Opposite the input ends 80, 81 of the choke are the choke output ends 90, 92 which are soldered to terminal junctions 94, 95. The terminal junctions 94, 95 are connected to traces 97, 98 which function as output signal lines 99, 100 and which connect to the output terminal junctions 102, 103.
Straddling the output signal lines 99, 100 is the common mode shunt 18. The common mode shunt 18 has a first winding 18.1 and a second winding 18.2 which are shown in FIG. 4 in outline and in solid respectively. The windings 18.1, 18.2 respectively have a first winding lead 106 and a second winding lead 108 connected to two terminal junctions 110, 112. The two windings 18.1, 18.2 also have a first winding grounded lead 114 and a second winding grounding lead 116 which are both soldered to terminal junction 118. Said junction 118 is connected to a trace 120 on the bottom side 49 of the board 46 which goes to terminal junction 62 which is connected to the grounded trace 66. The first winding and the second winding each may suitably have six turns on the toroid core. As depicted, the toroid core has dual cores. Both cores suitably are powdered iron cores with a permeability of 35.
The device operates as follows: Referring to FIG. 2, two of the devices 10.1, 10.2 may be inserted on each end 29, 31 of the UTP cable 30. The unbalanced sides 20 of each device are conventionally connected to the shielded CATV signal carrying cable 24 and the cable 40 or connector attached to the television receiver 42 or other video device. The balanced sides 22 of each device are conventionally connected to each end 29, 31 of the UTP cable 30. Referring to FIG. 1, the balun 14 is configured to balance the unbalanced signals. The number of turns of first winding 14.1 plus the second winding 14.2 to the second winding 14.2 plus the third winding 14.3 is 9:10 which substantially provides an increase in the characteristic impedance from 75 to 100 ohms.
The balanced signal leaving the balun 14 is transmitted by way of the balun output signal lines which are comprised of the traces 72, 74 on the bottom side of the circuit board 46. The traces 72, 74 are suitably configured and spaced to maintain the 100 ohm impedance. The balanced signal then enters the choke 16 in which the windings 16.1, 16.2, 16.3, 16.4 are wound to provide a very high impedance to any unbalanced signals which would be characteristic of noise, and a very low impedance to the balanced signals. The dual core arrangement provides a wide band of noise attenuation. The use of two sets of pairs of cores distances the input and output of the choke and provides for minimal capacitive coupling. The balanced and noise reduced signal then exits the output ends 90, 92 of the choke and are connected to the output signal lines 99, 100 which are comprised of the traces 97, 98 on the bottom side 55 of the board. The common mode shunt 18 is connected across the output signal lines 99, 100. The shunt 18 has the two windings 19.1, 19.2 configured such that any unbalance signals sees a very low impedance to ground, and the balanced signals see a very high impedance to ground.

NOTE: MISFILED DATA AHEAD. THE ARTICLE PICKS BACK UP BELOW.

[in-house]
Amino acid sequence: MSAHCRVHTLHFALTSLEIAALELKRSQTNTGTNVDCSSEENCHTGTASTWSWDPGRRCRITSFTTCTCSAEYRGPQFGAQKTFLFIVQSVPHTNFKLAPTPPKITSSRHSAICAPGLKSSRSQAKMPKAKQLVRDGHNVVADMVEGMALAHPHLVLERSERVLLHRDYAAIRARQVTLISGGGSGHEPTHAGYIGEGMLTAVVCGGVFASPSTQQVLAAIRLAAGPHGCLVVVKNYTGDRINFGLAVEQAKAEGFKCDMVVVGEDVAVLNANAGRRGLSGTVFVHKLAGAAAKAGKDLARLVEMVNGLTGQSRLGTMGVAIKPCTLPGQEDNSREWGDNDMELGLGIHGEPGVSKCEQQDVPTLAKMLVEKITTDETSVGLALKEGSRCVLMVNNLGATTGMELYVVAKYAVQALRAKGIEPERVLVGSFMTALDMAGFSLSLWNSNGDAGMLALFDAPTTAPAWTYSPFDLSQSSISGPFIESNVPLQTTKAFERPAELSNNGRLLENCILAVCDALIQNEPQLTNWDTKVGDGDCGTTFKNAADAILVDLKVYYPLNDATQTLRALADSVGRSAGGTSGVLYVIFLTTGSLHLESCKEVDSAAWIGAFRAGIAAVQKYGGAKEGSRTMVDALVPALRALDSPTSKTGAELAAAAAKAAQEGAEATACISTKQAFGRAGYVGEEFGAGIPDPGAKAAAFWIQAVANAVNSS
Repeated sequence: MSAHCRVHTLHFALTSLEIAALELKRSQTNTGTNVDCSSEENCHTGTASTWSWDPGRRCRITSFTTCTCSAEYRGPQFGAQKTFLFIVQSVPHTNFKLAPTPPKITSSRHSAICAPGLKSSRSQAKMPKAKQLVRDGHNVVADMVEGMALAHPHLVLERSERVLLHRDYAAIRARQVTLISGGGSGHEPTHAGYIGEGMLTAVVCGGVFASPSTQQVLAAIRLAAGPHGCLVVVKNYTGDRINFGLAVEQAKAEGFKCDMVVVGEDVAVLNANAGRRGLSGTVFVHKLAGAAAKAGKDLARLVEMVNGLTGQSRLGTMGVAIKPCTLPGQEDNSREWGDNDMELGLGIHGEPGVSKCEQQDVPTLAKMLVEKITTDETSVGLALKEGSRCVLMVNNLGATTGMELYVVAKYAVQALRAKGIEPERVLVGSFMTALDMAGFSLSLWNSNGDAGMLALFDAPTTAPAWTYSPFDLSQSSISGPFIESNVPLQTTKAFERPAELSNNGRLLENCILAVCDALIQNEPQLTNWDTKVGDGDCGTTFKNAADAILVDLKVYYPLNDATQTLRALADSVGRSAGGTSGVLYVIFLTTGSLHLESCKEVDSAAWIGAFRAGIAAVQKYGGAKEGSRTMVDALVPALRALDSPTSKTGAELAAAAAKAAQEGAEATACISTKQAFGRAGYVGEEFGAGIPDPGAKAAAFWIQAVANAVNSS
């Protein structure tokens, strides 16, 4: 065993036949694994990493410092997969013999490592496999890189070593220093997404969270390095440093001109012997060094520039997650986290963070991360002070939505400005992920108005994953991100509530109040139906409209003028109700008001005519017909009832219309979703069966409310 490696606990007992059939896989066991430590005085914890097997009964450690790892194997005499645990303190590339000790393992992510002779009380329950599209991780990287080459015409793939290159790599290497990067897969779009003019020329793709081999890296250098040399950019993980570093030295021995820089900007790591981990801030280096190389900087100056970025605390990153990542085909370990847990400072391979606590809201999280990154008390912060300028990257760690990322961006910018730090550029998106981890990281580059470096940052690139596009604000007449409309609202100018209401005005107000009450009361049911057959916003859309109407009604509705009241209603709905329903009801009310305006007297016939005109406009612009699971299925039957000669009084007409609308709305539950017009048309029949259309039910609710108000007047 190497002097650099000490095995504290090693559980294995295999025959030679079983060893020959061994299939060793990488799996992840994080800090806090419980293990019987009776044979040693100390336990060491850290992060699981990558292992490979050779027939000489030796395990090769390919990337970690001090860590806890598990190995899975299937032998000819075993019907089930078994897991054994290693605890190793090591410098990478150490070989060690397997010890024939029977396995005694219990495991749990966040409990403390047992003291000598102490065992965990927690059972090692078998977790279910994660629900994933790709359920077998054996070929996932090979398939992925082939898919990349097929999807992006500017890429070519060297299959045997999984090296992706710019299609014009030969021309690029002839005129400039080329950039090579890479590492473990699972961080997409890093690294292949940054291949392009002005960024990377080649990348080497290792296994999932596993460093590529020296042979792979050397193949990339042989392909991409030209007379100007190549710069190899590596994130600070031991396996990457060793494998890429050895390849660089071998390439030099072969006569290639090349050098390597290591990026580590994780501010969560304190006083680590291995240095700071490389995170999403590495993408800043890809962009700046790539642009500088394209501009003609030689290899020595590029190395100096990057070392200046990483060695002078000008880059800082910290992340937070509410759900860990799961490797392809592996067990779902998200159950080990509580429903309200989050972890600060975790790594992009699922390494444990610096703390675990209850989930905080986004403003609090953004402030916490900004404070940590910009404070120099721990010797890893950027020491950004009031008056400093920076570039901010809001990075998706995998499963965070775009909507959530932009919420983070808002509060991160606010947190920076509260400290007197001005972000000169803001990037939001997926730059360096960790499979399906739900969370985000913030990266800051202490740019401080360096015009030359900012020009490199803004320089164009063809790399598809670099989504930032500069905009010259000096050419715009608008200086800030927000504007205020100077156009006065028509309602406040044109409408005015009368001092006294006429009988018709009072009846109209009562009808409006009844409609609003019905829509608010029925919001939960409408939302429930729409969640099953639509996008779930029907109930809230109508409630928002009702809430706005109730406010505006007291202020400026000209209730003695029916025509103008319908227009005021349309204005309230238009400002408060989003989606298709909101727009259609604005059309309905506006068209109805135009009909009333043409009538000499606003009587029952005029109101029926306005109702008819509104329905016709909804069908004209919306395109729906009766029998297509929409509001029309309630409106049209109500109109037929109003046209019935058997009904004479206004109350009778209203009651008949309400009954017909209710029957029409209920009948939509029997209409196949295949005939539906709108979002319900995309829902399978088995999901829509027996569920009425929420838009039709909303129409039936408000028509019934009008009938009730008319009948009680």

The common mode choke 16 and common mode shunt 18 effectively minimize any extraneous incident noise on the 75 ohm cable. Moreover they operate to isolate the 75 ohm cable from any unbalanced noise from the 100 ohm cable.
The output signal devices 99, 100 are suitably connected to the existing UTP cable. At the opposite end of the UTP cable an additional second device 10 is connected to the UTP cable at the balanced side terminal junctions of the second device. The CATV signal then enters and passes through the second device in a reverse fashion from what was previously described. However, the components function in like manner. Any noise which was picked up on the UTP cable is rejected or shunted to ground through the common mode choke 16 and common mode shunt 18. The balanced signal is converted into an unbalanced signal by way of the balun and further is converted to 75 ohms. The 75 ohms is then connected to a cable or suitable connector for connection to the television receiver or other video device.
The use of "input" and "output" as used herein with reference to components is a matter of convention for differentiating the leads on the components and does not indicate that the signals must be transmitted in a particular direction through the device or component. As described above, with reference to FIGS. 1 and 2, the CATV signals enter the second device 10.2 at the output signal lines 99, 100 and exit at the input signal lines 54, 67.
The present invention may be embodied in other specific forms without departing from the spirit or essential attributes thereof, and it is therefore desired that the present embodiment be considered in all respects as illustrative and not restrictive, reference being made to the appended claims rather than to the foregoing description to indicate the scope of the invention.
|Cited Patent||Filing date||Publication date||Applicant||Title|
|US1812624 *||Mar 6, 1929||Jun 30, 1931||Bell Telephone Labor Inc||Telephone and telegraph signaling system|
|US3223920 *||Dec 21, 1961||Dec 14, 1965||Sasaki Shiro||Noise suppressing transformer|